Whether you agree with the rankings, PFF applied uniform scouting standards to all starters regardless of conference or class to create a reasonable measuring stick.

After the Huskies had weak second halves against against Oregon and Utah, and only 19 points total against Oregon State — he had pick-sixes in each of the past two games —  Eason is generating furrowed brows from fans, NFL scouts and, if he were more candid, Petersen, although he did edge out a bit.

“I think it’s a little bit trial by error,” he said. “He’s made both of those throws, a lot in practice. Both those interceptions aren’t new concepts to us. But, if you’re a little bit late, or maybe the look was a little bit different,  you should come off that.

“I go back to the fact that he’s a redshirt junior that’s played going on two years now. I do think he’s getting better with the reps. But it’s not going to be perfect. There’s going to be things he wishes he had back. The more he sees things, the better he gets.”

Petersen claims that a habit Eason seems to have inherited from his predecessor, Jake Browning, the ill-advised spin-out from pressure, is fixable in the near-term by learning to step up in the pocket instead of out.

“It’s correctable and I think he’s done a better job,” he said. “Browning did that a lot. He’d get caught every now and then and (critics said), ‘What is he doing?’

“Everybody’s got to play to their style. Jacob is a pocket passer, so he needs to step up vertically and just get grooved into that. I think he’s made some progress there.”

If he does make progress, he may calm the skeptics and increase the likelihood he’ll pass on his senior year and enter the draft. If he doesn’t, the Huskies may lose twice, as well as their grip on No. 3, and wind up in the Dec. 27 Cheez-It Bowl, which is good news only if you’re a dip.



  • Mark Stratton

    Call me French Onion, but if a mediocre season brings Eason back for another year I’m good with that. This season is lost and the D should be nails next year.

    • Husky73

      The season is not lost. Three games to go. Using your reasoning, roughly 250 teams should just pack up and go home. It’s college football in the fall.

      • 2nd place is 1st loser

        Not playing for anything other than just playing the season out and getting an after thought bowl can not be considered in no way shape or form anything other than a lost season. You must be a Mariner season ticket holder, mediocrity is considered the norm there.

        • Husky73

          I’m a life long Husky football fan…..every game, every season. Some seasons are better than others. None are lost. I am the Mariner Optimist, and have been since 1977. Three desultory months lay ahead until spring training, when two top prospects go on the injured list and Ichiro gets at-bats in exhibition games.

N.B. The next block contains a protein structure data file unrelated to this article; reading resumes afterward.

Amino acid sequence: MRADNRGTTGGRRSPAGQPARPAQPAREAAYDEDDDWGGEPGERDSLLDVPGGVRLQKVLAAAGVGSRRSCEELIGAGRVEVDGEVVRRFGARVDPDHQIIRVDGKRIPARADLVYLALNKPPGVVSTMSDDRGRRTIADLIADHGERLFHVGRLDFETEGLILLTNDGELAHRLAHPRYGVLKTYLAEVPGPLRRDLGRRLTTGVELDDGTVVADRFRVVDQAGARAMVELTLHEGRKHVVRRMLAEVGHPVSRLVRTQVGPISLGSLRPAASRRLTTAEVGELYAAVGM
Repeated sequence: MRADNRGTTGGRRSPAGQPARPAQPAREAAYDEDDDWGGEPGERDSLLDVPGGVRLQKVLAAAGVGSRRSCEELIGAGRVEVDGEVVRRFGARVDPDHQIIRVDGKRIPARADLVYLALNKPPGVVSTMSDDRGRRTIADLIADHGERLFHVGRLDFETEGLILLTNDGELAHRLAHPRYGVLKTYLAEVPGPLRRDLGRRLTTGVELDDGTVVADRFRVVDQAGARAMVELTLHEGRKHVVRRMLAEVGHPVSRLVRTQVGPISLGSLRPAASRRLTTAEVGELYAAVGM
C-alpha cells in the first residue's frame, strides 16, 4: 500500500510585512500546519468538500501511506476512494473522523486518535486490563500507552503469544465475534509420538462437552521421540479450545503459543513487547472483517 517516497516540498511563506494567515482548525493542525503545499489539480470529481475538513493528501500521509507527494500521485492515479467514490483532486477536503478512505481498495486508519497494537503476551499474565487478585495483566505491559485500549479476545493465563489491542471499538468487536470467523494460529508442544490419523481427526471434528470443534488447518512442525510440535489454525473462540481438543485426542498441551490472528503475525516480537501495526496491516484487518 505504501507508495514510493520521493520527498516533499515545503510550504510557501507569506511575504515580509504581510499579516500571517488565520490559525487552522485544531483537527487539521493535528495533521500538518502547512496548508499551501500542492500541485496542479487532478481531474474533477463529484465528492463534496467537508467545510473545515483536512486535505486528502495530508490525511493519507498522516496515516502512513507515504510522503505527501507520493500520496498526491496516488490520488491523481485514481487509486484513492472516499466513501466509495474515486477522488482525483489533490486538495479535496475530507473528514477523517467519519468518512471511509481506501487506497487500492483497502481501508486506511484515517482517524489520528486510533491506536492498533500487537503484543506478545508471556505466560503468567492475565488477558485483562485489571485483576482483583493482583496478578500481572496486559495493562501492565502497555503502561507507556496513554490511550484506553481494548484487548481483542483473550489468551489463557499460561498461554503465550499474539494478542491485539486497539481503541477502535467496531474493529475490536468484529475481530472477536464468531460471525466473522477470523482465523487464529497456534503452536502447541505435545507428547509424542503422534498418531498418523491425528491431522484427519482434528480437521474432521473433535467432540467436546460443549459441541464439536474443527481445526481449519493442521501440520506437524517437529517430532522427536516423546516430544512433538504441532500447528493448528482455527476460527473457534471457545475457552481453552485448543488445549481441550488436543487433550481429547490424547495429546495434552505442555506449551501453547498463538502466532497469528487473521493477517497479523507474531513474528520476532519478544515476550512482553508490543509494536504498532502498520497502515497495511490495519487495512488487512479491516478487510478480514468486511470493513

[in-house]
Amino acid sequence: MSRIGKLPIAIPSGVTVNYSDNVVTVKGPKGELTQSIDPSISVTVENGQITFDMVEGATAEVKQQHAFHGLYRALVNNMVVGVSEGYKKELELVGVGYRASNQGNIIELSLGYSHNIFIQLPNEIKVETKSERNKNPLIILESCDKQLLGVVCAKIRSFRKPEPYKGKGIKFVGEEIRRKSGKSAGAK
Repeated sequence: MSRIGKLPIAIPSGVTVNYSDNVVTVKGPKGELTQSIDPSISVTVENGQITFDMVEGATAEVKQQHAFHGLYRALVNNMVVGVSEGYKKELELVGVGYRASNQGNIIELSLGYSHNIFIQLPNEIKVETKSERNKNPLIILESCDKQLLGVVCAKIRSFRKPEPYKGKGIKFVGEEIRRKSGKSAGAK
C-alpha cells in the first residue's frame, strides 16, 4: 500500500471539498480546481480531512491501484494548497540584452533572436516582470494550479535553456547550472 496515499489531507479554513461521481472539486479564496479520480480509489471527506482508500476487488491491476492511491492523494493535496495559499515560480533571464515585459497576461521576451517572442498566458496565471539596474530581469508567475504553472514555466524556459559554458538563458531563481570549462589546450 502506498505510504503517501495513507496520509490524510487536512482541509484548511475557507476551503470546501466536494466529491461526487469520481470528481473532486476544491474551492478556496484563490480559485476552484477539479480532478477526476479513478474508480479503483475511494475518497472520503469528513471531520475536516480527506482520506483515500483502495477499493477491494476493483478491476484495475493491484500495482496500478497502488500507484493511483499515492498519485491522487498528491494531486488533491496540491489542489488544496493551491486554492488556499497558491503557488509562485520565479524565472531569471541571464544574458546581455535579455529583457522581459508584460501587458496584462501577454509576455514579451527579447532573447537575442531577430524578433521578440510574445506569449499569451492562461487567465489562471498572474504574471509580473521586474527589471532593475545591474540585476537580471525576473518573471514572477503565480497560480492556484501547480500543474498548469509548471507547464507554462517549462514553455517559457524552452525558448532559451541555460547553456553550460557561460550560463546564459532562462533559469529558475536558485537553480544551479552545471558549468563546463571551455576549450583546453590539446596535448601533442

• art thiel

            For the program, seasons are never lost because in college, each game/practice presumptively builds toward the next season. For fans who believe in win-or-nothing, yes, it’s pointless. Those fans should be consistent and not watch, attend, or comment on column posts.

      • Mark Stratton

        Did they expand the FBS to 250 teams when I wasn’t looking?

        Nobody should pack up and go home, and my use of the term lost season was regrettable. It certainly hasn’t been the season Eason or anybody at Washington envisioned, and from the perspective of Eason’s draft status it hurts more than helps. Another season at UW would help his draft position if he wants to take the risk. As many others have said, it’s his choice and whether it will help him in the long term is unknowable.

        • Husky73

          According to Wikipedia, there are 347 D-1 schools playing college football.

    • Chris Alexander

      Admittedly, 8-4 (at best) isn’t what we expected from the Huskies this season. But it’s definitely not a “lost” season … especially if they go to a bowl game and WIN.

      • art thiel

        For teams, pointless bowl games are about the 15 extra practices. For fans, it’s a chance to fly to a warm location and drink around the holidays with folks other than relatives.

    • art thiel

      How do you feel about him potentially skipping a meaningless bowl game?

      • Mark Stratton

        If he’s decided to enter the draft then by all means skip the bowl game.

  • coug73

    I recommend Eason make his decision for his benefit. Hopefully he has good counsel. All the chatter about staying and going is nothing but a distraction.

    • art thiel

      Agreed. Eason is a bright guy who is unlikely to let the decision interfere with his play.

  • Effzee